“A COVID-19 Vaccine Reality Check,” is an article recently published in The Atlantic by Sarah Zhang. In this article, Zhang looks at the current COVID-19 vaccine development that is taking place as well as the distribution plans to the public that are currently being assessed. Elements that most of the public is not involved in or that does not cross their minds. Zhang makes it evident that just because there is a high requirement for the vaccine due to the casualties, it does not change the fact that the vaccine needs to be rigorously tested before it can be mass-produced to try and save the lives of thousands. Despite the media giving regular updates claiming that the vaccine could be here as early as next month, Zhang believes it is going to be much longer. As well as this, Zhang creates a large ethical issue relating to the distribution of the vaccine, which is; who is given the vaccine first? When produced, it is still going to take time for the vaccine to be produced in numbers large enough that everyone is going to be able to receive it. Personally, when I think about this issue, I would look to a more logical and utilitarian method for distribution.
Taking this logical and utilitarian view on this issue, the best method would be to save the most lives possible and give to those that have the highest risk of contracting the virus. This would be the best possible scenario. In this case, those working on the frontlines as medical workers would be prioritized first. They are currently in the most danger by working with those who have COVID-19 every day, and because of their bravery and hard work, they should receive the safety of a vaccine first. This fits the utilitarian viewpoint as the person at higher risk has been saved first, and so the risk of life loss has decreased. This seems to be the most logical idea. Alongside this, the medical worker group fighting on the frontlines is not a large group of people meaning that the likelihood of being able to vaccinate all is high and even the possibility of still having vaccines left is also high. It seems simple for now.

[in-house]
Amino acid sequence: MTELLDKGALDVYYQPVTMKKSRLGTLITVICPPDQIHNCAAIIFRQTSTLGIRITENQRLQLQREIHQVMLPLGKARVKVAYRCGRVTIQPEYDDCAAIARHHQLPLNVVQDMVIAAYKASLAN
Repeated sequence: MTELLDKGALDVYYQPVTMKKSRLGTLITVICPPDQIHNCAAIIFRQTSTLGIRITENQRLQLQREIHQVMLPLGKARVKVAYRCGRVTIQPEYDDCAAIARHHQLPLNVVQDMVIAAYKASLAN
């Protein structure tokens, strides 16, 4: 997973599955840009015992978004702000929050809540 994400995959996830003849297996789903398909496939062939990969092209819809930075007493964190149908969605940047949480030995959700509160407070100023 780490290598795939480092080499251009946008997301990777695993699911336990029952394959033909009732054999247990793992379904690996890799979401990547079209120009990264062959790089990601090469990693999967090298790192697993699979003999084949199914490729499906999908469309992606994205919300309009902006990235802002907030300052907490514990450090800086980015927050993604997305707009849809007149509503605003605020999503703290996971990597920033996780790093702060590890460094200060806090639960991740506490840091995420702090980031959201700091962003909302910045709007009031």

Still keeping this utilitarian viewpoint, the next stage of distribution would be to give the vaccine to the group of people who are the most vulnerable of the rest. This would include those with underlying health conditions as well as the very young and old members of our society. Through research, it has proved that those groups have the highest percentage fatality rates from COVID-19; therefore, it is those whom we must protect next. From a purely utilitarian viewpoint, this argues stands, however, some arguments can arise when it comes to vaccinating the older generations. Due to the limited supply of vaccine, we must use them wisely – some research has been published that indicates that many of those older people dying of COVID-19 already had a high chance of dying through other causes by the end of 2020. Because of this research, some have argued that it is not worth vaccinating these people as they still have a high chance of dying soon after administration and so the vaccine could have been put to good elsewhere. This is extremely difficult to decide, though, as it based primarily on statistics.
The real issues, however, arises after these two groups have received the vaccine. Who should receive it next? It comes down to a decision between teenagers and the middle-aged—research proving that neither is at a very high risk of dying from COVID-19. As a 19-year-old, I feel confident in being able to fight the virus and opt for vaccinating the middle-aged first; however; some disagree with my viewpoint as they are less confident in their safety. On top of this should the vaccine be mandatory for all or are people allowed to choose whether they want it at all. This comes back to the anti-vax arguments. This distribution of the vaccine is a complicated matter from an ethical standpoint as to who gets it first due to the limited supply. It appears to be more subjective than objective. How safe do you feel without one? If given the opportunity to be vaccinated over someone at higher risk would you take it? What is your hierarchy of priority?